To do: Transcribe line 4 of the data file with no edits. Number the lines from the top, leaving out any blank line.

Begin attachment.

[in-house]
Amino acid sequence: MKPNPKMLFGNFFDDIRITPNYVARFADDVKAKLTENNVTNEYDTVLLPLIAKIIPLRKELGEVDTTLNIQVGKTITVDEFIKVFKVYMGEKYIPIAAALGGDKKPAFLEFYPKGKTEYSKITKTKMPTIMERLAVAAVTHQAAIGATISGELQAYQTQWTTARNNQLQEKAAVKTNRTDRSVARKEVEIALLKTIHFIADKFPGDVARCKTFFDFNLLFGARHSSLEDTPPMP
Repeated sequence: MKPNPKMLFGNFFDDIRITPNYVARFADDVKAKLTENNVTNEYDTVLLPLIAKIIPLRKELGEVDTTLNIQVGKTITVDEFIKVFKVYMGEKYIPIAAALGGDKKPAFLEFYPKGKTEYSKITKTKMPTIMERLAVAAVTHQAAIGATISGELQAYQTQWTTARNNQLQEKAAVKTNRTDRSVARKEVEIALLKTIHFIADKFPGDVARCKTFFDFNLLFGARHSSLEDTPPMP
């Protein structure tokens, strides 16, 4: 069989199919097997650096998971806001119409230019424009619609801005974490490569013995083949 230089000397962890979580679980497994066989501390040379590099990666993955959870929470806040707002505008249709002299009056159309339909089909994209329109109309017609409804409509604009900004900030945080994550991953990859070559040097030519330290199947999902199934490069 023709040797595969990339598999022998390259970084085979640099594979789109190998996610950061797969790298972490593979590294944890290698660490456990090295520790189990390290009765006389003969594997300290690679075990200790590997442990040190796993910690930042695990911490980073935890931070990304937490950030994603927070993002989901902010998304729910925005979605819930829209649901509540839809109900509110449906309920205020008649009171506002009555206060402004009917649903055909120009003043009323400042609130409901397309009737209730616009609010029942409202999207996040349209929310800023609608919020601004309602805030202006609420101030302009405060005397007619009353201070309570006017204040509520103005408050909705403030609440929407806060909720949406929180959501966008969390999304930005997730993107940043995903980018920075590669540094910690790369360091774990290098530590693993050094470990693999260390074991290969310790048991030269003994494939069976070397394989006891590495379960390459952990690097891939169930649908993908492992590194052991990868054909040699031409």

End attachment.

């Protein structure tokens, strides 16, 4: 069989199919097997650096998971806001119409230019424009619609801005974490490569013995083949 230089000397962890979580679980497994066989501390040379590099990666993955959870929470806040707002505008249709002299009056159309339909089909994209329109109309017609409804409509604009900004900030945080994550991953990859070559040097030519330290199947999902199934490069 023709040797595969990339598999022998390259970084085979640099594979789109190998996610950061797969790298972490593979590294944890290698660490456990090295520790189990390290009765006389003969594997300290690679075990200790590997442990040190796993910690930042695990911490980073935890931070990304937490950030994603927070993002989901902010998304729910925005979605819930829209649901509540839809109900509110449906309920205020008649009171506002009555206060402004009917649903055909120009003043009323400042609130409901397309009737209730616009609010029942409202999207996040349209929310800023609608919020601004309602805030202006609420101030302009405060005397007619009353201070309570006017204040509520103005408050909705403030609440929407806060909720949406929180959501966008969390999304930005997730993107940043995903980018920075590669540094910690790369360091774990290098530590693993050094470990693999260390074991290969310790048991030269003994494939069976070397394989006891590495379960390459952990690097891939169930649908993908492992590194052991990868054909040699031409």